The first time I slid down a slide my mother
told me to hold my hands in towards the sky
something about gravity, weight distribution,
& feeling the air ripple through your fingers.
I remember reaching the bottom, smile consuming
half of my face, hands still in the air because
I didn't want it to stop. Ever since, this defiance
of gravity has always been synonymous with feeling alive.
When I read of the new child, his body strewn across
the street, a casket of bones and concrete I wonder how
many times he slid down the slide. How many times
he defied gravity to answer a question in class. Did he
raise his hands for all of them? Does my mother regret
this? That she raised a black boy growing up to think
that raised hands made me feel more alive. That raised hands
meant I was alive. That raised hands meant I would live.
when I was twelve years old
on a field trip some place
I can’t remember, my friends
and I bought supersoakers
and turned the hotel parking lot
into our arena of saturation.
We hid behind cars
running through the darkness
that lay between the streetlights.
Seditious laughter ubiquitous
across the pavement.
Within ten minutes
my father came outside
grabbed me by the forearm
and led me inside to our room
with an unfamiliar grip.
Before I could invoke objection,
acquaint him with how foolish
he had made me look in front
of my friends,
he derided me for being so naïve.
Told me I couldn’t be out here
acting the same as these white boys—
can’t be pretending to shoot guns
can’t be running in the dark
can’t be hiding behind anything
other than your own teeth.
I know now how scared
he must have been,
how easily I could have fallen
into the obsolescence of the night.
That some man would mistake
this water for a good reason
to wash all of this away.
I scrub the shower once a week.
Put the washcloth down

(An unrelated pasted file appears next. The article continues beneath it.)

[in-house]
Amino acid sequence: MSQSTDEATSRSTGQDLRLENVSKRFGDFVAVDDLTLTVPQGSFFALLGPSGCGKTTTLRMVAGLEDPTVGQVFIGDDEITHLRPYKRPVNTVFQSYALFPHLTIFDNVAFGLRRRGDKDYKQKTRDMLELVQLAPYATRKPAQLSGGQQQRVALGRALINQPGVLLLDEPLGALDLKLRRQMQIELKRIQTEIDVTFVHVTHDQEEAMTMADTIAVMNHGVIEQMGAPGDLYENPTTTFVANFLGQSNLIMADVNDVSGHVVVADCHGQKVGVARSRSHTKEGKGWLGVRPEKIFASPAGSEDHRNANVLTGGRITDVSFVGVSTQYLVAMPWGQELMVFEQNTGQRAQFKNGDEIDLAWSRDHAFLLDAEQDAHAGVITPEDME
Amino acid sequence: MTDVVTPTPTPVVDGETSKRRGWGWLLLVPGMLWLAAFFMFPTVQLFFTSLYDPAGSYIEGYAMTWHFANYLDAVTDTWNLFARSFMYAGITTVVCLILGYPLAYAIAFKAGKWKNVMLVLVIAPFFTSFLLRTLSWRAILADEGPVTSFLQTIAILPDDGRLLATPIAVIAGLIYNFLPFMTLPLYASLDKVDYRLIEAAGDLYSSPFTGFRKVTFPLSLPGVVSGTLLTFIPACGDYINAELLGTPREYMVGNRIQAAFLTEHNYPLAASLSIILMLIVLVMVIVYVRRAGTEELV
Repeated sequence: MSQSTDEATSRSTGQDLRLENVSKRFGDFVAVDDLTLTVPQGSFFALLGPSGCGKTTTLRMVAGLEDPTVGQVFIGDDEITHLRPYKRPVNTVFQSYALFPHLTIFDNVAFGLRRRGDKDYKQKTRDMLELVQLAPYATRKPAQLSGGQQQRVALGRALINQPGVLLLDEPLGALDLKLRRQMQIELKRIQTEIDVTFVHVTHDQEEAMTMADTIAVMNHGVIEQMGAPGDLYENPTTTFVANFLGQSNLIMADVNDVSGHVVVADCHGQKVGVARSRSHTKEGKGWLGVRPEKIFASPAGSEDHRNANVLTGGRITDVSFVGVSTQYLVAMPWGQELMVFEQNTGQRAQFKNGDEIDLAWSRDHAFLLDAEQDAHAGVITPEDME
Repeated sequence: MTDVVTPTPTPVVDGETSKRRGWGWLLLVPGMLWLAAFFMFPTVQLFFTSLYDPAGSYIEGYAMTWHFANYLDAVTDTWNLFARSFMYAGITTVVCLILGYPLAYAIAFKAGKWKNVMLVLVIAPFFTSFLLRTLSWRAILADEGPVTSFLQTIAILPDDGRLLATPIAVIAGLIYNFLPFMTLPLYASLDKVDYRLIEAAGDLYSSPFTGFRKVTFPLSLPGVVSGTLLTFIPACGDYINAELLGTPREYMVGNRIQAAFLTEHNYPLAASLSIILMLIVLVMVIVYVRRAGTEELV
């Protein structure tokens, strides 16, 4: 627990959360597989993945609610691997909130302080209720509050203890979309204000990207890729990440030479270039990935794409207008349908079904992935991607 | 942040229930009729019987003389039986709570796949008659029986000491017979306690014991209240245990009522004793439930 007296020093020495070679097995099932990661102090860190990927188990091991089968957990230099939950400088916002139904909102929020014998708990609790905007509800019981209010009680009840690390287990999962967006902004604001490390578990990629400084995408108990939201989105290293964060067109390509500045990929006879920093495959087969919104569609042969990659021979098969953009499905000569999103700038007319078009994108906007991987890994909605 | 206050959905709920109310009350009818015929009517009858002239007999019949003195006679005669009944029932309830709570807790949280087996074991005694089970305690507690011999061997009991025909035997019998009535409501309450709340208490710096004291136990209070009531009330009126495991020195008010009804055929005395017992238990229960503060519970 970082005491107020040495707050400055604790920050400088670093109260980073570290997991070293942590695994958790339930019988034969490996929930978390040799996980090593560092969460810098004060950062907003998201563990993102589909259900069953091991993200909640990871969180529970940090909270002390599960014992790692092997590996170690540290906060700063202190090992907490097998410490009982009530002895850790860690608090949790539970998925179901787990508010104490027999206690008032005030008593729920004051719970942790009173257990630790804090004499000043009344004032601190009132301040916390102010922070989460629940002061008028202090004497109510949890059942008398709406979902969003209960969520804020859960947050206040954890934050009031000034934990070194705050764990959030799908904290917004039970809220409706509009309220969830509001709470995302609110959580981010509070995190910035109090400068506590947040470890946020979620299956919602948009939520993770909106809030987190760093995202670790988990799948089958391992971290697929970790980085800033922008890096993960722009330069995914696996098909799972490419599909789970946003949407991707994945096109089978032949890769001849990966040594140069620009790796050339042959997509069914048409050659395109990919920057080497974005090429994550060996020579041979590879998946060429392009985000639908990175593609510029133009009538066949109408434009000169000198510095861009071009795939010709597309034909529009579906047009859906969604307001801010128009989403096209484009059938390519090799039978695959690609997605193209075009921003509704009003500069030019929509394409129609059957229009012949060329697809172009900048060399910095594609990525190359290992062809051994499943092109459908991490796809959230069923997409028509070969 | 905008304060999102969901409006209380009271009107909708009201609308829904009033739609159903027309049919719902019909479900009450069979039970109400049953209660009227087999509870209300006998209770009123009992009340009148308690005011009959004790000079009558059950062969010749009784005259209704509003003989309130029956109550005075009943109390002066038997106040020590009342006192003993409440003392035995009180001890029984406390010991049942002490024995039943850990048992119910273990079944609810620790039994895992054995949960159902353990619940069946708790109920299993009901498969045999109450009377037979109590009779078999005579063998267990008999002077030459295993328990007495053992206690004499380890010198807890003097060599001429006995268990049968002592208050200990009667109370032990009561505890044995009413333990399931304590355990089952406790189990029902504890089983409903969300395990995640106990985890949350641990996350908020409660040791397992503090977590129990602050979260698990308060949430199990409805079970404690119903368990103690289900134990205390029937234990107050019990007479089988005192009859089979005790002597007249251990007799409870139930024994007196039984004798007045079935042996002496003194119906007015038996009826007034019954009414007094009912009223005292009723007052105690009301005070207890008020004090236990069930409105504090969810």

with one hand,
pick the sponge up
with the other.
The interplay between bleach & soap
rest heavy in the back of my throat.
I get on my hands and knees
while the shower is still running.
Pellets pummeling my back,
an unfettered tango
of hygienics and submission.
On the days I scrub the hardest,
I don't know
whether the residue is coming
from my body
or the things that it has
previously left behind.
When Hiding in the Mountains Isn’t Enough
I have tried to bury your
syllables somewhere in these
mountains. Blindfolded myself
so that I would never know where
you lay. Rendered your name more
grenade than seed. Thought this soil
& granite would suffocate the explosion
beneath my feet. But you are still the vibrations
I feel with every step. White noise under the earth.
Until I forget that you are even there.
Clint Smith is a teacher, poet, and doctoral candidate in Education at Harvard University. He is a National Poetry Slam champion, an Individual World Poetry Slam finalist, and has served a cultural ambassador for the US Department of State. He has been featured on TED.com, NBC News, and TVOne’s Verses and Flow. His poetry has been published or is forthcoming in GRAVTAS, Off the Coast, and elsewhere. He enjoys wool socks, burritos, and pickup soccer – though not necessarily all at the same time.